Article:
6oct discussion_001We are starting to get into a routine for our Minerva meetings. We used text chat, as one of us had a microphone problem. I think that’s the way we’ll probably continue, people seem to be comfortable with that. If someone has a long story to tell, they can use voice, and others can transcribe, for those who can’t hear.  I’ve also provided a virtual tool for people who would like to prepare something in advance.  You just enter your text, and it reads it line by line.  It’s easy to use, and I’ve provided instructions. Find it free in the classroom, just click the box for a copy: http://maps.secondlife.com/secondlife/Minerva%20OSU/196/64/40

I put up my notes on the Wilding/Russo video, and we used them to structure the conversation. These are still available in the classroom, and they’re cumulative. Once again, we took off on a few tangents –personally, I’m a big fan of tangents –but I think we made some interesting connections.

The first slide provoked a lot of discussion. Faith Wilding posed the question, “what is a machine?” She then read a clipping from the Boston Daily Herald in March of this year:

Egg donor needed: we are an Ivy League couple seeking the help of a special woman who is a healthy Caucasian with highest percentile ACT/SAT scores.  Tall, slender, dark to light blonde hair, blue eyes and under the age of 28. Please contact our representative. ($20,000-plus compensation, all expenses paid)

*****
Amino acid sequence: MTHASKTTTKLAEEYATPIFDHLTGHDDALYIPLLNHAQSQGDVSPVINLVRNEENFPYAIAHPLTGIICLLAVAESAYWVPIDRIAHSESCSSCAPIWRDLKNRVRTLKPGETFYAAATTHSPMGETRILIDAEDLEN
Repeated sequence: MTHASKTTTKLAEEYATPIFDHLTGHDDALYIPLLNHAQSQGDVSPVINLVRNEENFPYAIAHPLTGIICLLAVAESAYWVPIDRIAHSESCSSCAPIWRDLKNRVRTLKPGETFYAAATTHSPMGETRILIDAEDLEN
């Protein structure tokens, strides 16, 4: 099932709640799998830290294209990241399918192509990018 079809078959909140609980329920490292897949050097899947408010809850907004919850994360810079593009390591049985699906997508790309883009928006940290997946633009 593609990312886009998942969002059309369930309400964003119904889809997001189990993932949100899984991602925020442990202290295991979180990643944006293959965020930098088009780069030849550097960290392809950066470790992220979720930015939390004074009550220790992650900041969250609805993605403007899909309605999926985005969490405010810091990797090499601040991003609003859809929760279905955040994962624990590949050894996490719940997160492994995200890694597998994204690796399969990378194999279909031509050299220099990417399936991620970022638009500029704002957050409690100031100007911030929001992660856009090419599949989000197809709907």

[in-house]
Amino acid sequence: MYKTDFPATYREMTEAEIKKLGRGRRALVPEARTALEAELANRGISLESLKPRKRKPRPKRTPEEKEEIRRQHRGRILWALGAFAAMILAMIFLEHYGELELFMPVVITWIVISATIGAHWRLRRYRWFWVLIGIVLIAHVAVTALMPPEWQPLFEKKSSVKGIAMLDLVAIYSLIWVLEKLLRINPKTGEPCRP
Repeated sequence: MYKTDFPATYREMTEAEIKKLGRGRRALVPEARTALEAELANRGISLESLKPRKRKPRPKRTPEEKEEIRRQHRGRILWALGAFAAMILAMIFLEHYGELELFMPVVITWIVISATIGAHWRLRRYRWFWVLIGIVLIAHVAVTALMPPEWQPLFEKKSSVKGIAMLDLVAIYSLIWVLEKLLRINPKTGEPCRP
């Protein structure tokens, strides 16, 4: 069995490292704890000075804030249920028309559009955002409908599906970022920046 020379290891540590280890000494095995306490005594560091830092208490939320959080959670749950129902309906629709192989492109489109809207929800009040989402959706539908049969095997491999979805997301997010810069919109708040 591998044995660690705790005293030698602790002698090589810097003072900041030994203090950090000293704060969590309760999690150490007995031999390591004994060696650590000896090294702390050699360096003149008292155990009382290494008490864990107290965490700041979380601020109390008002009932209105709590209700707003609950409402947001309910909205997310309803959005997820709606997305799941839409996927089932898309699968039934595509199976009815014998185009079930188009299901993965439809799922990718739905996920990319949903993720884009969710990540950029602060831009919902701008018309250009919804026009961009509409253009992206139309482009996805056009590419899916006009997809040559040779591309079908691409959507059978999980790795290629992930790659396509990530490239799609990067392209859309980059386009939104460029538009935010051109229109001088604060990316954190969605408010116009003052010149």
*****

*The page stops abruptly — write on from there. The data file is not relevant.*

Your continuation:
We talked about the unsettling racial and economic undertones of the quote. This reminded me of a video that I find useful in teaching these points, and I should have posted the link before I got carried away with the discussion, so here it is:

Silver Sling, by Tze Chun

Some of us found the generation gap brought out by the dialogue a little hard to reconcile. Wilding talked most about reproductive technologies, and Russo is more interested in sexuality and virtual communities. However, just before coming to the group, I had seen this story, which I think brings the two together.

The news story tells us that the big cheese at Google wants to invest in the informatization of reproductive technologies. Can this be good?  Repeat the mantra: technology doesn’t hurt people, people hurt people.

So that brought up the point that although there is a male culture of technology, thinking of technology as “male” is both dangerous and incorrect.  One member of the group said that there’s a lot of hysteria around technology these days, we should look at things calmly. Another pointed out that technology is changing at such a rapid pace that it’s pretty difficult not to start hyperventilating about it.  I think this will be an underlying theme for all our discussions.

I also notice that the group is beginning to discuss as avatars.  Avatars see things differently. This was particularly evident when we talked about Wilding and Russo’s ideas on play and the erotic.  We avatars are very playful, and erotic behavior is just part of our landscape. Does that make us more aware of the erotic, or does it desensitize us?   I mean, there are just so many hypersexualized squirrels in g-strings that you can bump into before you begin to find the whole thing ridiculous.

There are so many feminist papers waiting to be written in here that it makes my head spin.

More about the DOCC: https://elliebrewster.com/2013/09/02/update-on-the-sl-discussion-group-on-feminism-and-technology/